Drink convictions

  • Post category:News

There is something perverse about a government that engages in high-flown rhetoric about protecting the public from alcohol abuse while, at the same time, adopting a softly-softly approach to the drinks industry. The latest public relations offering from Minister for Justice Dermot Ahern involves the use of underage persons by gardaí in securing convictions for the illegal sale of alcohol. The fact that it has taken two years to activate this legal power says it all.

The 2008 Intoxicating Liquor Act was a weak-kneed response to the excessive consumption of alcohol by all sections of society. As incomes rose dramatically in the early years of the new century, so did alcohol consumption. The impact was seen on our streets in after-hour brawls. Hospital waiting rooms became unsafe as more than one-third of those seeking late night treatment were intoxicated. And an increasing number of children and adults became binge drinkers.

Now, belatedly, Mr Ahern has invoked a provision from the 2008 Act that allows members of the Garda send an underage person to purchase alcohol in a licensed premises and initiate a prosecution if he, or she, succeeds. The effectiveness of legislation always lies in its enforcement. This new Garda responsibility comes with 12 pages of detailed guidelines on implementation. A raft of legal challenges can be expected.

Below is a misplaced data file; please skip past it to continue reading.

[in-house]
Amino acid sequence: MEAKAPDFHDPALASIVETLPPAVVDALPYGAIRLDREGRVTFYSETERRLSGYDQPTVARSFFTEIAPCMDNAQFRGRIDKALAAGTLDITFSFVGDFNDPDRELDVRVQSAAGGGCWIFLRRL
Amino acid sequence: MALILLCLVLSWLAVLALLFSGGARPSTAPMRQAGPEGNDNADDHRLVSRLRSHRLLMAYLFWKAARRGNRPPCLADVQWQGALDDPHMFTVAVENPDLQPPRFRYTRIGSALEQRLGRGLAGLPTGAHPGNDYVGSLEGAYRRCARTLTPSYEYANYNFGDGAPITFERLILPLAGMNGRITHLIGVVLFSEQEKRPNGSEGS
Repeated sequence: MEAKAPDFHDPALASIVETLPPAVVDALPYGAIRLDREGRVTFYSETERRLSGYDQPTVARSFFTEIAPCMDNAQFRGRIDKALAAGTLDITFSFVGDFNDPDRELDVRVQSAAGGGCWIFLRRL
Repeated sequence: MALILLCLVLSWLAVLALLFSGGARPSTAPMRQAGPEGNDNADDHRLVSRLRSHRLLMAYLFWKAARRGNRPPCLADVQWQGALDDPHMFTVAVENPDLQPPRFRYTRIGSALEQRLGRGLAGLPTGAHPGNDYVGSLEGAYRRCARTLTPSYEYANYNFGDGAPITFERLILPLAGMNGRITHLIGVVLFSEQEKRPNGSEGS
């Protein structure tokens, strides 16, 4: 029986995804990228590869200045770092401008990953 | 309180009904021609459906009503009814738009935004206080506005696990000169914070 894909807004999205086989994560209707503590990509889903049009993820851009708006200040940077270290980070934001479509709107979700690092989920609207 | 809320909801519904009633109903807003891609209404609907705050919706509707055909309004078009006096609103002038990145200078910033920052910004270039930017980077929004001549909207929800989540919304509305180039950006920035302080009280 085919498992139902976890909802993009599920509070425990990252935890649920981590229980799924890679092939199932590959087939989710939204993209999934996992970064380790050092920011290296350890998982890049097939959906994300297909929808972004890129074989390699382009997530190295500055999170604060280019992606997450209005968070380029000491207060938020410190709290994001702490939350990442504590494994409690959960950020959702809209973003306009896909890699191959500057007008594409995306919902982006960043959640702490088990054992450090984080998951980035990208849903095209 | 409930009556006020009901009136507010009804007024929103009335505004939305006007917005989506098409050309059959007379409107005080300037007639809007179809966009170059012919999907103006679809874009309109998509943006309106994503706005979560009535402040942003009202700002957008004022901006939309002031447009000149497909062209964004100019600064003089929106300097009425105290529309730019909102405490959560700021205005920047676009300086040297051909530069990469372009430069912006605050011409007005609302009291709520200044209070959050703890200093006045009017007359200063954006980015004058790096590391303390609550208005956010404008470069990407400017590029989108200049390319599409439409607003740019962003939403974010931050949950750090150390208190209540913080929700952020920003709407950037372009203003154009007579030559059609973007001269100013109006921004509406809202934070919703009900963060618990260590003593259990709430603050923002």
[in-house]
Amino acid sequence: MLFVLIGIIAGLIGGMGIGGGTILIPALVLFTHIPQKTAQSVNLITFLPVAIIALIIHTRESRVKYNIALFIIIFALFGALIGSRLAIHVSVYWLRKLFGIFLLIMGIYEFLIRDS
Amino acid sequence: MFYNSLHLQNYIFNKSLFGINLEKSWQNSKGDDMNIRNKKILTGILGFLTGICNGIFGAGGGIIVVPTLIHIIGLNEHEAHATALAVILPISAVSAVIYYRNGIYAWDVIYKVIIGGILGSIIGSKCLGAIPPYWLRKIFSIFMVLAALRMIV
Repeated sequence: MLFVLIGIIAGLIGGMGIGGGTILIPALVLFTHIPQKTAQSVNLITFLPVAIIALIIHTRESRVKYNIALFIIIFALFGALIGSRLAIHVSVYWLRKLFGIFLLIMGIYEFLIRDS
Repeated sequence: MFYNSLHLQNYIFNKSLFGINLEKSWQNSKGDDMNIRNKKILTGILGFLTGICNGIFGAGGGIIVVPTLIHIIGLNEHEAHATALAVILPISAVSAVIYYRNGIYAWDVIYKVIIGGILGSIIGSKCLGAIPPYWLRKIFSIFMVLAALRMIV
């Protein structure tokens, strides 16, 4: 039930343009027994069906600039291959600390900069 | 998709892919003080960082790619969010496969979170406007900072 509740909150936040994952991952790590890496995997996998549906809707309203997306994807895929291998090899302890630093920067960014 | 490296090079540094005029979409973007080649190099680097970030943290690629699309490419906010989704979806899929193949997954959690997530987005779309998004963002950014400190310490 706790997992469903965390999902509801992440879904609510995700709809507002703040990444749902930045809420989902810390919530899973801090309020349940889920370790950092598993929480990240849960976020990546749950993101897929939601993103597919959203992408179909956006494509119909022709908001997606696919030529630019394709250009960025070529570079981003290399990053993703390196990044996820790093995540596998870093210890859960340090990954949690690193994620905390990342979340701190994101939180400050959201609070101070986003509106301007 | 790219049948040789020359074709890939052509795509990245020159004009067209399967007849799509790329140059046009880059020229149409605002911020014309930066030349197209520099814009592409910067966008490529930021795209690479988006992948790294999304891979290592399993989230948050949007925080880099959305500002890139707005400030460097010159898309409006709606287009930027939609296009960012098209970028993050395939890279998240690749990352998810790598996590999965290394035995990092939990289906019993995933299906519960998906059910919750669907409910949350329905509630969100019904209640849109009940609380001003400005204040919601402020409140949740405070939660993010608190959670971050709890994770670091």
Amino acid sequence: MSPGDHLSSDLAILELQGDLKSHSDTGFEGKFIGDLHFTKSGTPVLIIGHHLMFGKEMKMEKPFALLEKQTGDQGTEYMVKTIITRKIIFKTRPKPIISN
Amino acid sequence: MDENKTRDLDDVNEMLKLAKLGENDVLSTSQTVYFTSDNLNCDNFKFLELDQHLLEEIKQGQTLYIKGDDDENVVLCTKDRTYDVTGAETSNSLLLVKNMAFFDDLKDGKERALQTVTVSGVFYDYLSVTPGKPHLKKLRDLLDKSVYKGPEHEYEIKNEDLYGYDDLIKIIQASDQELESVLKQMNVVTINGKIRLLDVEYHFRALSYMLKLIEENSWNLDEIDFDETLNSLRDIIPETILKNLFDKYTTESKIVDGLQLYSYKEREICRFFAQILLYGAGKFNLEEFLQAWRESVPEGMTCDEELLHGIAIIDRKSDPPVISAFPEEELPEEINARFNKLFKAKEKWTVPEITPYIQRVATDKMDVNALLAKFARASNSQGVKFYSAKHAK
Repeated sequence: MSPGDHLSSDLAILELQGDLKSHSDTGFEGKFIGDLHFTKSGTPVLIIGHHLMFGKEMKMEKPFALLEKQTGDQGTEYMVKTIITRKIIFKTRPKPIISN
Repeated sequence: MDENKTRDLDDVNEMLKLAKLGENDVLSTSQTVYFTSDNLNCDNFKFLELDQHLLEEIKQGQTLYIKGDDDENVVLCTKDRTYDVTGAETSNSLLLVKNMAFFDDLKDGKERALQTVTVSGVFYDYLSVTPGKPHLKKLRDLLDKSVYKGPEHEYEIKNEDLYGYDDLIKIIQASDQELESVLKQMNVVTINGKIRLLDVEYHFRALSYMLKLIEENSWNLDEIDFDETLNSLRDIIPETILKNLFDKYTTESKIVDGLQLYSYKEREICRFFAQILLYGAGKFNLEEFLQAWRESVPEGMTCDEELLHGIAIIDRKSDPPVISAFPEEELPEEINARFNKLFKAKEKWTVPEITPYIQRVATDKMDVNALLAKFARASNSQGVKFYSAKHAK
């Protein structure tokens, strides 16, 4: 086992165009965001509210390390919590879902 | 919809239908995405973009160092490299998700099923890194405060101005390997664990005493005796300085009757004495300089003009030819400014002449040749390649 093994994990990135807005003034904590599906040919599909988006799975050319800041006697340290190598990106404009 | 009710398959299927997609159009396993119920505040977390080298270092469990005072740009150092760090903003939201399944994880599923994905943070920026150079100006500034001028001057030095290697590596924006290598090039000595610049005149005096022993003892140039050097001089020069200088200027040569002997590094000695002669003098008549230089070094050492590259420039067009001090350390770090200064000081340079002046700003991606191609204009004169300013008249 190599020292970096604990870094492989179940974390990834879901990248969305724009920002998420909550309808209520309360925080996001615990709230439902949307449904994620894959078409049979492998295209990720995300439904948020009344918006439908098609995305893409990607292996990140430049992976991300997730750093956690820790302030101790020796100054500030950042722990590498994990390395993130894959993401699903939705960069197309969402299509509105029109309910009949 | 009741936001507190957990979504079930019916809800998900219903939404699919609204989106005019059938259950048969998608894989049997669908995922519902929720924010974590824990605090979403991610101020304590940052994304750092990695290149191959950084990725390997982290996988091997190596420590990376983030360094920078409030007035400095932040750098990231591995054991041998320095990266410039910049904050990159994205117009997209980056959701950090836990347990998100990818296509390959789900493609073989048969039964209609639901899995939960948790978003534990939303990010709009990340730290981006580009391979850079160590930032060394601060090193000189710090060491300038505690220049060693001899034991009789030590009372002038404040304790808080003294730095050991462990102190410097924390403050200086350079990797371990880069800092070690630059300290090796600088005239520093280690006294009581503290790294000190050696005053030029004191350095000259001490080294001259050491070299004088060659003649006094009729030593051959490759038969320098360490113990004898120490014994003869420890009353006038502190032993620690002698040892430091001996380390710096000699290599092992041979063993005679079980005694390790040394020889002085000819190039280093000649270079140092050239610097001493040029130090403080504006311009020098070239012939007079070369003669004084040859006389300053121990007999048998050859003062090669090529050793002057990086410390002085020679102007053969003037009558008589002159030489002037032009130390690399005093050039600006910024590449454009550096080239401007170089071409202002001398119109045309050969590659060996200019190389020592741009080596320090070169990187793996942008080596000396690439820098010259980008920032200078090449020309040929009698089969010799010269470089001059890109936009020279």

The 2008 Act was introduced following a series of high-profile health conferences that drew attention to a rising level of alcoholism within society. We had the worst incidence of underage binge drinking within the EU. And adults behaved no better. As drinking habits changed and cheaper alcohol became available, fingers of blame were pointed at off-licences, supermarkets and mixed retail stores. But, before legal restrictions on where and how alcohol could be sold took effect under the Act, the Government caved in to pressure. Stores and supermarkets were allowed to police themselves.

The Health Research Board reported last year that “enormous damage” was being caused by a binge drinking culture that brought with it a huge increase in assaults and public order offences. It called for the production of a national alcohol policy. And it recommended that a minimum price be set for alcohol in all shopping outlets. The Government didn’t listen. Having left the tax on beer unchanged for 15 years, it bowed to demands from the drinks industry and actually cut excise rates. In the teeth of a recession, the cost came to €90 million. No wonder health specialists despair.

Source: The Irish Times, 24/09/10
Journalist: Editorial